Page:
I have to admit that I love the post-Thanksgiving onslaught of holiday cards that find their way into my mailbox. They come from all over the country – people I see every day and people I haven’t seen in years. Some are just of kids, some just dogs, and some are of extended families. They all get the same treatment of being taped to the pantry door.
As the pantry door starts to fill up, I tend to analyze the collection. It’s an interesting study in demographics that most normal people probably ignore. Am I crazy or does anyone else do it too?
As of December 25th, there are 29 cards on the pantry door (might be a few less next year after this piece is published). Of the 29, five are no-holds-barred Christmas cards. On the one hand, I admire those five cards – they just don’t give a crap. They’re celebrating Christmas and they just don’t care. On the other hand, well, we’re Jews and they know it.
Of the remaining 24, six have generic holiday greetings but are surrounded by Christmas trees, stockings, Santa, etc. Thirteeen are 100% generic. And five specifically say Happy New Year. So of the 29 cards, not a single one says the word Hanukkah. Happy Holidays is the phrase of choice by a long shot, but our collection is also peppered with some peace and some joy. Not a single Seasons Greetings though.
We’ve all seen some of the very funny holiday cards that go viral on the internet. None of the 29 on our pantry door will be doing so. Don’t get me wrong – they’re lovely – just completely humorless. I keep hoping for someone I know to turn it up a notch and do something ridiculous. Now it’s also fairly obvious that some people have photos taken by professional photographers, while others are taken via cell phone camera. I can tell that some photos are completely staged, and some are completely spontaneous. Some were taken specifically for this card, and some were taken in June because someone had a Groupon. Lots of people like to match or dress their kids exactly the same. Some are on extremely fancy card stock (I shook these envelopes to see if any residual cash fell out), and some are on flimsy photo paper. Some were clearly ordered months ago after careful planning, and some are last minute specials.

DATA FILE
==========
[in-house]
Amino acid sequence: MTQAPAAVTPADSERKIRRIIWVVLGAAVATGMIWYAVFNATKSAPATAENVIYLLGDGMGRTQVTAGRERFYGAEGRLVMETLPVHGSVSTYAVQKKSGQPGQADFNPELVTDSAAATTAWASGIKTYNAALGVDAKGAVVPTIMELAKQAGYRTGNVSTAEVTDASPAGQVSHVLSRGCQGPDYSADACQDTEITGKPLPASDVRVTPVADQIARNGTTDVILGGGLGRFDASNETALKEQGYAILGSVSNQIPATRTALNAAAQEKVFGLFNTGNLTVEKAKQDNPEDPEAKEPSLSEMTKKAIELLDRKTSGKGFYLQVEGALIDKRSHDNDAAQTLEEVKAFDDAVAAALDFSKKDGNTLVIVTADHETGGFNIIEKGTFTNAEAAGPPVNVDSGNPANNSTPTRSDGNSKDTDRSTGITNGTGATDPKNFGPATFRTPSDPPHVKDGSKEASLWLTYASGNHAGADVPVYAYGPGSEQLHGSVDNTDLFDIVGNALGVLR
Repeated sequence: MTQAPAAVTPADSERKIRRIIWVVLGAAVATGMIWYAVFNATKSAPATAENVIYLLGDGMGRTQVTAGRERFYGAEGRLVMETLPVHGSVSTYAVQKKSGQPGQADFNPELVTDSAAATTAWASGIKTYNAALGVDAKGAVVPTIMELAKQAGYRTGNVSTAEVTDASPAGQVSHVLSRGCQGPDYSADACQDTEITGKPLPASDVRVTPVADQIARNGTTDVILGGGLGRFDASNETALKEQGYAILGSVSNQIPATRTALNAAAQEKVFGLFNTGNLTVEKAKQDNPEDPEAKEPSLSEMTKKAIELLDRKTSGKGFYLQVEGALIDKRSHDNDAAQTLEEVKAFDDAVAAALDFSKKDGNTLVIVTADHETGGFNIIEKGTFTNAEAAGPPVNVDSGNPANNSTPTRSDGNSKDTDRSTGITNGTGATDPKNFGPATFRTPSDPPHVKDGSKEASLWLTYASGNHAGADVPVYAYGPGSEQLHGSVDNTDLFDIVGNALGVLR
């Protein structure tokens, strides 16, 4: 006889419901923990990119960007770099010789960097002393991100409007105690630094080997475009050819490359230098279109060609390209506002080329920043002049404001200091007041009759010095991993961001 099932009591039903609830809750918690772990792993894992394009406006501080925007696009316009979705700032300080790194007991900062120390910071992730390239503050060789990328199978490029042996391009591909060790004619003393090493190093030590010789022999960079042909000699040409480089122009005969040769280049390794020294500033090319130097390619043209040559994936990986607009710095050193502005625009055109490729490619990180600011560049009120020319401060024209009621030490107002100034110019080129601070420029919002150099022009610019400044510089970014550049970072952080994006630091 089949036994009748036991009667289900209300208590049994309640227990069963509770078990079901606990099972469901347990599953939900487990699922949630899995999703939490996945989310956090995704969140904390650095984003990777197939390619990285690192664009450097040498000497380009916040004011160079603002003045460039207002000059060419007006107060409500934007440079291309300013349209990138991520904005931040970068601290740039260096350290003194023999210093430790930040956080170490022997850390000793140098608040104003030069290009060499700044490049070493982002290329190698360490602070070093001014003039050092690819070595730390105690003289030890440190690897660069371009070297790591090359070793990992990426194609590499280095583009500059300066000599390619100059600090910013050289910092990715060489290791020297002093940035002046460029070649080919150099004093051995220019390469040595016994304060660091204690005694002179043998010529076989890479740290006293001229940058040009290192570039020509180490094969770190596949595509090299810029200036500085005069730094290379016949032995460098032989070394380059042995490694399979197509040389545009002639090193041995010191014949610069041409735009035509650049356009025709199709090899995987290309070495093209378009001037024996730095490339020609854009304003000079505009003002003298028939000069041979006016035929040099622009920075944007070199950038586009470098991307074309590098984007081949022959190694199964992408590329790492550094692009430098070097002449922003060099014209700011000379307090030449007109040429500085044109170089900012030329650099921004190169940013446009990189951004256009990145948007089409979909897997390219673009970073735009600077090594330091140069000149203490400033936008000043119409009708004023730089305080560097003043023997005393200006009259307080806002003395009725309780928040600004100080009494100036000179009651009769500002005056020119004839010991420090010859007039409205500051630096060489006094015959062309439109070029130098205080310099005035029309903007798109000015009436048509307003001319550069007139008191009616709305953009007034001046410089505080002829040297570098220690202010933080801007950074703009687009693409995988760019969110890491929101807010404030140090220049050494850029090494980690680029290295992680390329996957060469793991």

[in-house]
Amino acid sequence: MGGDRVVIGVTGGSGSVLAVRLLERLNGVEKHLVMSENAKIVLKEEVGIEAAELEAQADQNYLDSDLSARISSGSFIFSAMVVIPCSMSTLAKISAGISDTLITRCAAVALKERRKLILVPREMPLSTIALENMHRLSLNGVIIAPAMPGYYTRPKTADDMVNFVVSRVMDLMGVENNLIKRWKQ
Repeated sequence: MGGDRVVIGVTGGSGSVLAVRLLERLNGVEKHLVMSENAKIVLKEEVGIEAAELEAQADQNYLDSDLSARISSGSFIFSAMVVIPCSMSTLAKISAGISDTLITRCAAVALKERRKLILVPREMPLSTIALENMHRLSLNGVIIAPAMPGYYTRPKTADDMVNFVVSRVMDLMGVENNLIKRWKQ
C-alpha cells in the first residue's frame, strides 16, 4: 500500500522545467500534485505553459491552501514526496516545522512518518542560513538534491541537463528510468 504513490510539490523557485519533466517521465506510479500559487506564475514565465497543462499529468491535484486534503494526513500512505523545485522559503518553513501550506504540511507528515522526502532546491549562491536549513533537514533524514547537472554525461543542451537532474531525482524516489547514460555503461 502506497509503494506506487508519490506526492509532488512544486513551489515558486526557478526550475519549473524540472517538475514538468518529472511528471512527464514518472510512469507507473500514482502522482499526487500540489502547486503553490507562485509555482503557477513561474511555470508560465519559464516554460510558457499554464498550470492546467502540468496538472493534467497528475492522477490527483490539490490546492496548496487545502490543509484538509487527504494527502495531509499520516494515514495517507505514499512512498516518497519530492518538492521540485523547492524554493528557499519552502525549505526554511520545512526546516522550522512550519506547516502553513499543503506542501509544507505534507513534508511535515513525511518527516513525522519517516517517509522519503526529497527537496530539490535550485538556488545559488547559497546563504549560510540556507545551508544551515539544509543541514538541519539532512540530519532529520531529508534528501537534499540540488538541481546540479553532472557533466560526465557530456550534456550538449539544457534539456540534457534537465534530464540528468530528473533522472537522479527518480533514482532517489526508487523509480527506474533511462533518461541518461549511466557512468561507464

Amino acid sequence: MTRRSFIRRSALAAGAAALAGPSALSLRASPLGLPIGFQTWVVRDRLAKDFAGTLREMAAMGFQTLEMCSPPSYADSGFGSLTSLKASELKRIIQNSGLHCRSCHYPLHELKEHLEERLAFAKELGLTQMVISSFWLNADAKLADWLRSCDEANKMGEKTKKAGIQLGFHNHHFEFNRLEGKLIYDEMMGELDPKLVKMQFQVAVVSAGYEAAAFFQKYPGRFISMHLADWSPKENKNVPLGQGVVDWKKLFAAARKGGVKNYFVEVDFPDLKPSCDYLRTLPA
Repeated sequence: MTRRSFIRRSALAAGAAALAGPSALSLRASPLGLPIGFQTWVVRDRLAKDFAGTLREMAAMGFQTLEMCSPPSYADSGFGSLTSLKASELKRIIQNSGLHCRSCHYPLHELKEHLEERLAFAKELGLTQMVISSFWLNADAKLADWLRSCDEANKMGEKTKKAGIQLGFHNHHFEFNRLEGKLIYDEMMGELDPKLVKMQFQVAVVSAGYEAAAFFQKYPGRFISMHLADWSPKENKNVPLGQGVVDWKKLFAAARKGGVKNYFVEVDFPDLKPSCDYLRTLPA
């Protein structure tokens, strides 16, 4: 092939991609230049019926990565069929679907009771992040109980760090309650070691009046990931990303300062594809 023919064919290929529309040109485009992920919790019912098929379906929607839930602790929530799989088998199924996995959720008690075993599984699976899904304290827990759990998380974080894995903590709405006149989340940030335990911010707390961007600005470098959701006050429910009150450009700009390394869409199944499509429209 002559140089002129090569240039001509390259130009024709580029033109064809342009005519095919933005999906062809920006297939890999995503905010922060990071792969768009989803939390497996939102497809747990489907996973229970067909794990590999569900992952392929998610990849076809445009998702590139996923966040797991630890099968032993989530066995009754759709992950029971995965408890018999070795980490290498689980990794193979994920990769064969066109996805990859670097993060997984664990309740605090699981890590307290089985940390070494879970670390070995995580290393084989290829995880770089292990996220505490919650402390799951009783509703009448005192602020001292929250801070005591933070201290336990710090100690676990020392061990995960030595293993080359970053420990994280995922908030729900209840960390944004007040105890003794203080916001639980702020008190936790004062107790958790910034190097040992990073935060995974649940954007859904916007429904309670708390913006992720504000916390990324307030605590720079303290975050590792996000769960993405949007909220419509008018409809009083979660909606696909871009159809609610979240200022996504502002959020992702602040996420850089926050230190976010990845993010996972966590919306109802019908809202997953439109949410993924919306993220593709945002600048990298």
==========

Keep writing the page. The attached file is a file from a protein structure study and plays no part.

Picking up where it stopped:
Only one of our cards included a family update letter or whatever it might be called. I always find these letters to be a bit odd since it’s clear that we don’t really talk to you anymore. If we did, we wouldn’t need the letter, now would we?
Two cards come from families without children, so the dogs play a prominent role. Of the remaining 27, twelve only feature the children. The cards are signed with the names of the entire family, but apparently, the parents are not card worthy.
Digital photography is both a blessing and a curse. It makes life a lot easier – especially when it comes to documenting the life and times of a family. But it also allows us to take an enormous amount of photos – many of which we are too lazy to delete. It also gives us way too many options when we attempt to create the perfect holiday card. And some folks just can’t decide – leaving me with cards so jam-packed with photos that I need a magnifying glass to make out the faces.
And now to my craziest observation – one which might ruffle a few feathers. I’ve been tracking this trend for a few years, so I am now confident to share it with the masses. Generally speaking (before you yell at me, look up the word generally) – the cards that come from Jewish homes list the woman’s name first. And on the flip side, cards that come from non-Jewish homes list the man’s name first. Of this year’s 29 cards, eight have no names listed or just use a surname. So of the remaining 21 cards, 16 follow my rule.
Go look at your cards and see for yourself. What does it mean? Does it mean anything? Just a crazy coincidence each and every year?
- Are there official etiquette rules for this (like listing names on a wedding invitation for example)?
- Does the person who actually makes the cards tend to list his/her name first?
- Is there a Romney-esque 1950’s theme here – where the man rules the house, king of the castle, head of the family?
So again, go look at your cards – tell me what you find. I’m curious.
And regardless of anything I said above, I still love getting them. I still love hanging them up. And in a few weeks, I’ll be tired of looking at them every time I reach for the box of Cheerios.
Since both Hanukkah and Christmas will have ended by the time this is published, I am safe in wishing everyone a Happy New Year!